This excerpt is in Jasper’s 11-year-old voice. Here he is musing about a shelter volunteer, who also is his best human friend.

… when it comes to dogs, Burt is really smart, notices everything about them, and never forgets. That’s why he knows so many neat tricks. Like how you hypnotize a dog by scratching in his armpits because it’s one of the few places on their body that’s impossible for them to reach. And how massaging a dog’s paws gets them used to playing with their feet, which makes it a whole lot easier when it’s time to clip their nails. I love it when Burt talks about dogs and how to read them. Burt’s eyes may be sad and brown and tangled in a spider web of wrinkles, but I reckon he’s lived my version of the perfect life—a life full of dogs. I’m pretty sure no person with CF has ever grown up to be as old as Burt. That’s why I always pay attention to people who have lived a long time and done lots of interesting stuff. When you have CF it makes sense. If I can’t get there myself, why not find out what it might have been like?

Original source:

Blind Man To Run Half Marathon With Guide Dogs

Unusual team to toe the starting line
On a training run

Three guide dogs will lead Thomas Panek in the New York City Half Marathon on March 17, 2019. He will be the first blind runner to finish the race with the guidance of dogs rather than of other human runners, and his Labrador Retrievers will be the first athletes from their species to participate in the race. The race is 13.1 miles long and the dogs will each guide him for a portion of that distance.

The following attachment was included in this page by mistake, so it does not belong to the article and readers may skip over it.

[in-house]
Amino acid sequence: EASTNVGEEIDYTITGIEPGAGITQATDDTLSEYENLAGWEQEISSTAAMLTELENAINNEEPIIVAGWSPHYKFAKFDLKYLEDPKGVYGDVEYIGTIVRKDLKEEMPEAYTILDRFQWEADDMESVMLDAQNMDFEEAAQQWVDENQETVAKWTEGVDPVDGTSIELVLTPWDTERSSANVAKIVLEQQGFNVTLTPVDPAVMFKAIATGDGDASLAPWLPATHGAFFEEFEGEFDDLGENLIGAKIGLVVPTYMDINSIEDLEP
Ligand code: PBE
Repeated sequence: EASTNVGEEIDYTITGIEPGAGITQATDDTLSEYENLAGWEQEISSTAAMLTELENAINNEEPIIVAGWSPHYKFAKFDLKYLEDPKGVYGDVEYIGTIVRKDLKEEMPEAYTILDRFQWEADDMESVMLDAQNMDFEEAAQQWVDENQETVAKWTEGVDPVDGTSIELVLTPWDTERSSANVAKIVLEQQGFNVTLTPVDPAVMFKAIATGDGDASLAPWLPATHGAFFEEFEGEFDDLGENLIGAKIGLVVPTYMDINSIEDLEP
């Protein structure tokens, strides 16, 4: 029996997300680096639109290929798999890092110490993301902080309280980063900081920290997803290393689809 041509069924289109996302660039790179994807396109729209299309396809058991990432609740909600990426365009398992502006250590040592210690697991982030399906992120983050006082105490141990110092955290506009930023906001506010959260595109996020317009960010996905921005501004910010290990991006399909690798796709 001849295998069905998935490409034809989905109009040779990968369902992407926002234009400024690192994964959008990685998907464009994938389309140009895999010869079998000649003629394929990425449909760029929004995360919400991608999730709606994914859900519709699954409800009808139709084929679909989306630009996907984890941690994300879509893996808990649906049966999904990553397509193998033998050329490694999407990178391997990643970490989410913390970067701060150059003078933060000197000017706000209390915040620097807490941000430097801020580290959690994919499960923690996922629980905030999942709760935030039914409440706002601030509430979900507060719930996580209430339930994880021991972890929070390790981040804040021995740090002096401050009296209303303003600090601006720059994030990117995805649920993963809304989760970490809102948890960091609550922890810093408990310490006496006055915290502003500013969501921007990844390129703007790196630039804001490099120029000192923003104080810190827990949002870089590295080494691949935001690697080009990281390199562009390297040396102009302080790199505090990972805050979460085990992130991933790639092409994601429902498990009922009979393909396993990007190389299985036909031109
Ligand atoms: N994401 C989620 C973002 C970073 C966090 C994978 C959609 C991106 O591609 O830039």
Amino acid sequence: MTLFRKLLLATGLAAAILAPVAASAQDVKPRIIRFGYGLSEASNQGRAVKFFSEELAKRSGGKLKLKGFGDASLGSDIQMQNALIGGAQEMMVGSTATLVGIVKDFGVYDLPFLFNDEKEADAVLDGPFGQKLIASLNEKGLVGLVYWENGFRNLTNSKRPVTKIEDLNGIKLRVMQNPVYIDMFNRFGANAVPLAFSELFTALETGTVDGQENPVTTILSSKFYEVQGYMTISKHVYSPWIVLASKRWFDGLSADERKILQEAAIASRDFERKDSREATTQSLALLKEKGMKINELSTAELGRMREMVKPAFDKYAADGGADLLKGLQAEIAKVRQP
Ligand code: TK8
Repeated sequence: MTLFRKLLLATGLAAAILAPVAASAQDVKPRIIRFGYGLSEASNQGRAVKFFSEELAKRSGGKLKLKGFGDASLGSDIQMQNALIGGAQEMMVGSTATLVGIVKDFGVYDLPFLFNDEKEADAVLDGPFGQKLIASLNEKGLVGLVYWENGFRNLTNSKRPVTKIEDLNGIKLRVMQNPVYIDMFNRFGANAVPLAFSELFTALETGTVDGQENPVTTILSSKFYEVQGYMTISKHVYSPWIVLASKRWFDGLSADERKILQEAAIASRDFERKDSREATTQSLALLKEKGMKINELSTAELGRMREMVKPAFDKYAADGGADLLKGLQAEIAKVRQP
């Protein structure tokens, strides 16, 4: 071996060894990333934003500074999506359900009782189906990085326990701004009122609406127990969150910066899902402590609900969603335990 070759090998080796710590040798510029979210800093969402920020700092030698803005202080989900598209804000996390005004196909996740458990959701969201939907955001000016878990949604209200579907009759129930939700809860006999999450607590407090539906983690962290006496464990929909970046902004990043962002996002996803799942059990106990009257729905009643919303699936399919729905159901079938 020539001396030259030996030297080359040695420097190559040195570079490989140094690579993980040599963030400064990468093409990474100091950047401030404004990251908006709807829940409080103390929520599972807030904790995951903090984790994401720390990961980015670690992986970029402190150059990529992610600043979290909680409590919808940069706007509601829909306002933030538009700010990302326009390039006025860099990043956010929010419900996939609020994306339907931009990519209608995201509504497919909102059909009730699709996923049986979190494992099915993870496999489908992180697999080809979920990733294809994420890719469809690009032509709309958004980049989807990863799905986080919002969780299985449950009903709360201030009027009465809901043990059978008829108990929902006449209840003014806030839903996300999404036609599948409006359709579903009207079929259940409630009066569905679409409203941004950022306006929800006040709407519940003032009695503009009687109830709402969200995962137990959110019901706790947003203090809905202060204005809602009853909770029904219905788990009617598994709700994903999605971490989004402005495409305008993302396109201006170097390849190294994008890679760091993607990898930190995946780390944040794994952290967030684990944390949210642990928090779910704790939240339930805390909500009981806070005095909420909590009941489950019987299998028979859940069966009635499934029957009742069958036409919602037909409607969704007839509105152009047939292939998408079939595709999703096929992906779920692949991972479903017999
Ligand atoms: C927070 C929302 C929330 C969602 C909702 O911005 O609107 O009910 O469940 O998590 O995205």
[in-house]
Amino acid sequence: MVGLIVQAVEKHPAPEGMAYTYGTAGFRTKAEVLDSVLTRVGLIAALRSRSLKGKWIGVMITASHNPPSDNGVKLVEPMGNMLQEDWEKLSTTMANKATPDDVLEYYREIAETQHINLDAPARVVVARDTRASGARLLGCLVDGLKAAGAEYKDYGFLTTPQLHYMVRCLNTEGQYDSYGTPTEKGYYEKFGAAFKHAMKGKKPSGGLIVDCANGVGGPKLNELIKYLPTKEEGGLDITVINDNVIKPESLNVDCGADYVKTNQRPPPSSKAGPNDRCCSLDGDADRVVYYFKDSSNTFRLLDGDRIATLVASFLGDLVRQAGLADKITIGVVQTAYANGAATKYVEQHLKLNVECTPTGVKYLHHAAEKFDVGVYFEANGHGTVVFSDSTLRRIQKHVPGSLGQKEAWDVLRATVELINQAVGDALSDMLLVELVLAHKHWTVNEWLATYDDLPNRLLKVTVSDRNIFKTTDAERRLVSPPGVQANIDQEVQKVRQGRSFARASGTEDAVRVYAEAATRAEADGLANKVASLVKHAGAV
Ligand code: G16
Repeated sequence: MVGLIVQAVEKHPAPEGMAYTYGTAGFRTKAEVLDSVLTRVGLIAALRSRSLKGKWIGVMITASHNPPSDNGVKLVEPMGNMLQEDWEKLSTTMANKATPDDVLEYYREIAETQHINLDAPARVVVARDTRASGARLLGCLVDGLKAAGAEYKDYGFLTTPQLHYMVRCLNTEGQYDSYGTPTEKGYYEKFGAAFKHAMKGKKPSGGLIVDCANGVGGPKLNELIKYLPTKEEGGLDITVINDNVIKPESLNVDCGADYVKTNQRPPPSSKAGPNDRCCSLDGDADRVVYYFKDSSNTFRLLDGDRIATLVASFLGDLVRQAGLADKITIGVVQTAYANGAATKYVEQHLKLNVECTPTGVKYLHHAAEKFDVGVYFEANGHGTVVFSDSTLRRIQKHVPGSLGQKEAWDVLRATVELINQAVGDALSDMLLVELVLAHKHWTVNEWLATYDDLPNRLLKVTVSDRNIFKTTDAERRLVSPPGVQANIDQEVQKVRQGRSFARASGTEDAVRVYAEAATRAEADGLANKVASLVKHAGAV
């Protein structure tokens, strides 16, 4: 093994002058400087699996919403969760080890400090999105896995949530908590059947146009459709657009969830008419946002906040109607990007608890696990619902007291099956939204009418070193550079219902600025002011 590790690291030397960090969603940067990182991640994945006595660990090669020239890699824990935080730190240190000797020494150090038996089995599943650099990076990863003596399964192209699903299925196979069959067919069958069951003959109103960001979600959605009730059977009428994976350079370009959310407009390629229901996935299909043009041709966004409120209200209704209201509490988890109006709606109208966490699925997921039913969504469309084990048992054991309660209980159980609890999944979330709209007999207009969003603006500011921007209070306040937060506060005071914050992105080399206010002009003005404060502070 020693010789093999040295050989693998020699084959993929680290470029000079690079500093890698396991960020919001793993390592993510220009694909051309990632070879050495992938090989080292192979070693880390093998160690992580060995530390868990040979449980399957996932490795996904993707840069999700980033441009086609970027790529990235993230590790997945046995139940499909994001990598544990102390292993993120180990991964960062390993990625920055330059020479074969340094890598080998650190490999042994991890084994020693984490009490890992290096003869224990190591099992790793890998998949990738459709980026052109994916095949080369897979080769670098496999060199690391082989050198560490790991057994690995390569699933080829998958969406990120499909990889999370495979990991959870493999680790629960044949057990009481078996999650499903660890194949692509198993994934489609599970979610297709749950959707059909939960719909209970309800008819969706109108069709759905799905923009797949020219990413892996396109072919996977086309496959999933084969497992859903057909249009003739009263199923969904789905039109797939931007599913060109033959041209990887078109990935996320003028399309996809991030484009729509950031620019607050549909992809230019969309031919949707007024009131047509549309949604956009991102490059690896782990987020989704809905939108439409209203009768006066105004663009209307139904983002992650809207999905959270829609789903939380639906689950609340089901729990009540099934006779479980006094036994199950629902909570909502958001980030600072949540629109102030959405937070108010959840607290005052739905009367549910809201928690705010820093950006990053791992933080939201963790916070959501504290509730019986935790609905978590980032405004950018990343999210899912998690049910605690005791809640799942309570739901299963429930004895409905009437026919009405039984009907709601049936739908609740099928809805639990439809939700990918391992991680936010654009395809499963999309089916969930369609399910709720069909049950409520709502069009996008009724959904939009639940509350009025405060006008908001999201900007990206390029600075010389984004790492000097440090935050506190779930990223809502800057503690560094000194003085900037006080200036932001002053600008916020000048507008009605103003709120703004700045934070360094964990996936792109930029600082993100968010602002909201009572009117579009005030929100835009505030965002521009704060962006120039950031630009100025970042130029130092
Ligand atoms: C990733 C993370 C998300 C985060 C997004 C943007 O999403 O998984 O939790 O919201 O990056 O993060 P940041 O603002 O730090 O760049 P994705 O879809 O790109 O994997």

The guide dogs’ health and safety are extremely important to everyone involved, and care will be taken to make sure they are hydrated and doing well in every way. Volunteers and veterinarians along the course will monitor the dogs and provide check-ups. The dogs will be wearing footwear for protection and they will all set their own pace.

Original source:

Packing for Guide Dog Training | TOP Things to Bring to Guide Dog Training | What NOT to Bring!

In this video I will share my three top recommendations for what to bring when you are training with a new Guide Dog. While most of these recommendations are generalizable regardless of the Guide Dog organization you may be training with, some are weather dependent, and some will vary based on the equipment issued by the guide dog organization you attend. I have trained and worked with three guide dogs, each through Guide Dogs for the Blind ( ) with headquarters in San Rafael, California and Boring, Oregon. I have only participated in training on the Oregon campus.